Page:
Can you talk to your doctor?
Some people are lucky and have great relationships with their primary care and specialist doctors; others are unfortunately at odds with them or intimidated by their doctors. There’s something that happens with some patients in a medical office that can render an articulate, competent, sharp adult into a scared little boy or girl. I don’t think it has to happen that way. In my opinion, doctors are just like everyone else. Sure, they have specialized education and training in the field of medicine, licenses, fancy initials behind their names, etc. But they are people. We are people. Ideally we should be equal partners with our doctors in the quest for better wellness.
Advocacy in Action!
Last post I recommended being an advocate for yourself negative health diagnosis (and in general).I also promised I would provide some questions to ask the doctor of your choice. The idea is not to be a difficult, angry patient with a chip on your shoulder. But neither should you be passive and allow yourself to be pressured into treatment before you’ve had a chance to think about your options. Let’s face it, getting a disease diagnosis is scary, and when people feel fear they retreat usually. Their minds might go blank and they may have a mild case of performance anxiety in the office. Some doctors compound this with a lack of bedside manner. If you don’t feel up to asking these questions yourself, go with a friend or family member who is willing to ask the questions and write (or audio-record) what the doctor says. Sometimes doctors say one thing one time and another thing another time.. It’s not malicious, they just have a lot of people to care for and not enough time to do it, usually. I find it helpful to keep records so as to clarify confusion and inconsistency.
So, what are some of the questions you might want to ask?
First, it’s a good idea to get your info together (test results, lab results, and whatnot) for the office, and to have a copy of each for yourself. Then go out and get a second opinion… or a third, if need be. Also, research the condition yourself ahead of time so you can view the similarities and discrepancies between what your diagnosis is, and what you’re actually experiencing. Once you are in the doctor’s office and he/she has entered the room, you can ask them these questions (and more!):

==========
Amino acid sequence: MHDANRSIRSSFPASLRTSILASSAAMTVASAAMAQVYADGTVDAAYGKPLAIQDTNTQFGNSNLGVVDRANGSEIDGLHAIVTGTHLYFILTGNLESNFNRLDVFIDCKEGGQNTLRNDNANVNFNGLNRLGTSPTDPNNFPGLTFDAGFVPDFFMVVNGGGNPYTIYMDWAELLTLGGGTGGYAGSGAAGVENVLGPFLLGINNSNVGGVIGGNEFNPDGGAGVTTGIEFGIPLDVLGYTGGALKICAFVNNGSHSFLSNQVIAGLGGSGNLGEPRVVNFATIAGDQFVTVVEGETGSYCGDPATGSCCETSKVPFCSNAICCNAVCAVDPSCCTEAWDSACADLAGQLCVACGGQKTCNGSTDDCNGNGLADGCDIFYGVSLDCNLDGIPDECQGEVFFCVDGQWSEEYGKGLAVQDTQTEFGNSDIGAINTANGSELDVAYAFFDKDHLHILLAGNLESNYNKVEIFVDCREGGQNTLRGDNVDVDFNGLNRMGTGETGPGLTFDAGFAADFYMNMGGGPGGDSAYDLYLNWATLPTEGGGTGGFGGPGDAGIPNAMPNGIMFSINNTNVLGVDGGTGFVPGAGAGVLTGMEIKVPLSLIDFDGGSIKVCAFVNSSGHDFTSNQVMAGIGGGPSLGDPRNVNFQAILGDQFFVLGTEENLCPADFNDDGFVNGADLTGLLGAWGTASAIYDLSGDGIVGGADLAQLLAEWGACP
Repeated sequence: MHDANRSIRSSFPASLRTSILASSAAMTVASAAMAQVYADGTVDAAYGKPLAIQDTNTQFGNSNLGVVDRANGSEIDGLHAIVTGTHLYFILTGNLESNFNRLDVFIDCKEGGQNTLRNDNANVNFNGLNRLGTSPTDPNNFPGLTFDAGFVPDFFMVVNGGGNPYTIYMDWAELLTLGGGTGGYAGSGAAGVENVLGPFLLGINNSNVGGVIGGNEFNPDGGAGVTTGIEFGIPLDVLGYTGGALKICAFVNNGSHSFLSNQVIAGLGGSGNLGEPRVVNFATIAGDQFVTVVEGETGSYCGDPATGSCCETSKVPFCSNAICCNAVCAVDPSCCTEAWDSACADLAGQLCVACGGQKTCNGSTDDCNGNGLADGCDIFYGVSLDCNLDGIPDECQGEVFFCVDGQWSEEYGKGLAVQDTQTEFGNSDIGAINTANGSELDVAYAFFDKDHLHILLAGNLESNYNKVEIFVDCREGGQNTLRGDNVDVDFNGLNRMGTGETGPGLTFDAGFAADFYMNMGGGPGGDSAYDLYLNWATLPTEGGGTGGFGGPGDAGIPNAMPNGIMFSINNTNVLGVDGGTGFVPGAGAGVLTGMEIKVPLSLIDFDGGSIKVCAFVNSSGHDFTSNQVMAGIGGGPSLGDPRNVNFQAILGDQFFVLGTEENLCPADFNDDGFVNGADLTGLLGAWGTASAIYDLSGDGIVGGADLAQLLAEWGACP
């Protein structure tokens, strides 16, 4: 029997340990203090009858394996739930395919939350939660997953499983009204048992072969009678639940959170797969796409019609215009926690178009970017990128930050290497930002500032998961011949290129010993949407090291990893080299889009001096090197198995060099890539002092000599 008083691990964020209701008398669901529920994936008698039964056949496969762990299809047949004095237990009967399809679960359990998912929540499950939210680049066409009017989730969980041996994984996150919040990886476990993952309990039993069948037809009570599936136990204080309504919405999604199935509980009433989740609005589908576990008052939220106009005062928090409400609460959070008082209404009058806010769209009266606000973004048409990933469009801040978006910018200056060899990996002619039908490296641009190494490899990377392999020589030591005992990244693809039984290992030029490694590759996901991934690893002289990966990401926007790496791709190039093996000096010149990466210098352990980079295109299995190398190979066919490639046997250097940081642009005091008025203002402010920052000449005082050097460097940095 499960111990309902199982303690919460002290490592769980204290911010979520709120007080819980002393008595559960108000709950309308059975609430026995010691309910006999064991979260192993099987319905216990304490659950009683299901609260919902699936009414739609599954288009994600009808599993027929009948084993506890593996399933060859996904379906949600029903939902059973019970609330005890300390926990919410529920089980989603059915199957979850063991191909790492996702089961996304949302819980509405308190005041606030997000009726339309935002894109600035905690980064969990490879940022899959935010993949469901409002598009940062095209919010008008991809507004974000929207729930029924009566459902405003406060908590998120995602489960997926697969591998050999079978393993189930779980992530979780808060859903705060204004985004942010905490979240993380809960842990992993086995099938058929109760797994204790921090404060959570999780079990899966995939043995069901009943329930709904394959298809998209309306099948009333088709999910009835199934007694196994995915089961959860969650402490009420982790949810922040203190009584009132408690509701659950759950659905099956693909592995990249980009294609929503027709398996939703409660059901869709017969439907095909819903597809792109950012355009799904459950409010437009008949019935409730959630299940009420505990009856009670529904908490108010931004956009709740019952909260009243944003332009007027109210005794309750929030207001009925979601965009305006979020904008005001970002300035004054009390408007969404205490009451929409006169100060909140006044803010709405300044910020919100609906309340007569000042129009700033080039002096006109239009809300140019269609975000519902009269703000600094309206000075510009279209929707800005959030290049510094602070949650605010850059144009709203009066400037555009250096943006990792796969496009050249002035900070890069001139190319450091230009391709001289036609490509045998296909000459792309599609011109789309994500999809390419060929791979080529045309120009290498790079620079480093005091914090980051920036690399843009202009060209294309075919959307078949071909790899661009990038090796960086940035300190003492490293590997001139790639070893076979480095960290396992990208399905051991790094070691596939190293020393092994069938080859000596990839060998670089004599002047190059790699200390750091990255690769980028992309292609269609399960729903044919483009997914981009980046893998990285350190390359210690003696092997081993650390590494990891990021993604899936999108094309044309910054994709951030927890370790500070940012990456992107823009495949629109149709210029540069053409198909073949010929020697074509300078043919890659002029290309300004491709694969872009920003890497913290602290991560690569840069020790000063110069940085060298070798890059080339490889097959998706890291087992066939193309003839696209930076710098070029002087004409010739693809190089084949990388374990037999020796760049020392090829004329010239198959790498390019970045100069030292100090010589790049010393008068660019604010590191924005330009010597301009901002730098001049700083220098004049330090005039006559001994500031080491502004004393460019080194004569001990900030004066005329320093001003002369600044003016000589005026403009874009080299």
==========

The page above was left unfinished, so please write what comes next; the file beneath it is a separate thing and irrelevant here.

- What are other possible explanations for my symptoms? Why do you feel comfortable giving me this diagnosis?
- What is the normal treatment course for this disorder?
- What would you do if you had this disorder? Which doctor would you see if you had this disorder?
- (If there is a difference between what the doctor would do and what the normal course is, I think it’s fair to ask why they would not do the usual course).
- What are the risks and benefits of the usual/normal course of treatment?
- What are the success rates for the normal course of treatment?
- What caused the disorder to come up in the first place? (If they say it doesn’t matter, press them a bit. I don’t buy that “why” isn’t important. There is something going on in your body, lifestyle or environment that led to this developing and you have a right to the full explanation).
- What alternative treatments exist for this disorder?
8a. What are the success rates for this disorder?
- What can I do to improve my chances of living well with this condition
9a. What nutritional steps can I take to improve my wellness and stem this disorder’s progression?
9b. What lifestyle changes should I make to be healthier?
- What support exists for people with my condition? Can you please point me towards other people who have lived through this successfully?
I’m sure there are many more questions you could potentially ask; I’d love to hear from you about what you have asked your doctors (and how they responded). These seemed the most important to me at this time. Please share your thoughts in the comments section below. Thank you, and best of luck to you as you pursue your well-being.